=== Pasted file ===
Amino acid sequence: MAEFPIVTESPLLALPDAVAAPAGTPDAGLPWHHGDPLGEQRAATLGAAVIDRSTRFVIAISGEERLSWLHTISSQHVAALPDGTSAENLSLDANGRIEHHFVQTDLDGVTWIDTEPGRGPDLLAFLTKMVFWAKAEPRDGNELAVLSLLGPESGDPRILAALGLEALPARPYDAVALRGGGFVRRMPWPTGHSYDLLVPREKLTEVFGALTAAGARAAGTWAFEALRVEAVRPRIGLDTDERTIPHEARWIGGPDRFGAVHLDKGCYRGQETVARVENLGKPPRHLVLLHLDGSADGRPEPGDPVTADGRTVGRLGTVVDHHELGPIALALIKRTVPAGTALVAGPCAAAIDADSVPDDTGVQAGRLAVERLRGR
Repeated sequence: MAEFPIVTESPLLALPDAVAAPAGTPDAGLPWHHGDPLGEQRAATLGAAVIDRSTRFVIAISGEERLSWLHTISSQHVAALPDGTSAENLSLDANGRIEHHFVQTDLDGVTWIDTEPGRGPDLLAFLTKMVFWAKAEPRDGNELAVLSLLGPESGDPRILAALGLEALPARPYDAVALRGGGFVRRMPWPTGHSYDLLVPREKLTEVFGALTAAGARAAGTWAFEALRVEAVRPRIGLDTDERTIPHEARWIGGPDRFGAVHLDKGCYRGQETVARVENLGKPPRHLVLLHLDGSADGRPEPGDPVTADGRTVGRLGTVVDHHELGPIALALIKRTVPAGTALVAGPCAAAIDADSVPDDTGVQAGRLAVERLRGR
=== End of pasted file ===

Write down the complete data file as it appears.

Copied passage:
Amino acid sequence: MAEFPIVTESPLLALPDAVAAPAGTPDAGLPWHHGDPLGEQRAATLGAAVIDRSTRFVIAISGEERLSWLHTISSQHVAALPDGTSAENLSLDANGRIEHHFVQTDLDGVTWIDTEPGRGPDLLAFLTKMVFWAKAEPRDGNELAVLSLLGPESGDPRILAALGLEALPARPYDAVALRGGGFVRRMPWPTGHSYDLLVPREKLTEVFGALTAAGARAAGTWAFEALRVEAVRPRIGLDTDERTIPHEARWIGGPDRFGAVHLDKGCYRGQETVARVENLGKPPRHLVLLHLDGSADGRPEPGDPVTADGRTVGRLGTVVDHHELGPIALALIKRTVPAGTALVAGPCAAAIDADSVPDDTGVQAGRLAVERLRGR
Repeated sequence: MAEFPIVTESPLLALPDAVAAPAGTPDAGLPWHHGDPLGEQRAATLGAAVIDRSTRFVIAISGEERLSWLHTISSQHVAALPDGTSAENLSLDANGRIEHHFVQTDLDGVTWIDTEPGRGPDLLAFLTKMVFWAKAEPRDGNELAVLSLLGPESGDPRILAALGLEALPARPYDAVALRGGGFVRRMPWPTGHSYDLLVPREKLTEVFGALTAAGARAAGTWAFEALRVEAVRPRIGLDTDERTIPHEARWIGGPDRFGAVHLDKGCYRGQETVARVENLGKPPRHLVLLHLDGSADGRPEPGDPVTADGRTVGRLGTVVDHHELGPIALALIKRTVPAGTALVAGPCAAAIDADSVPDDTGVQAGRLAVERLRGR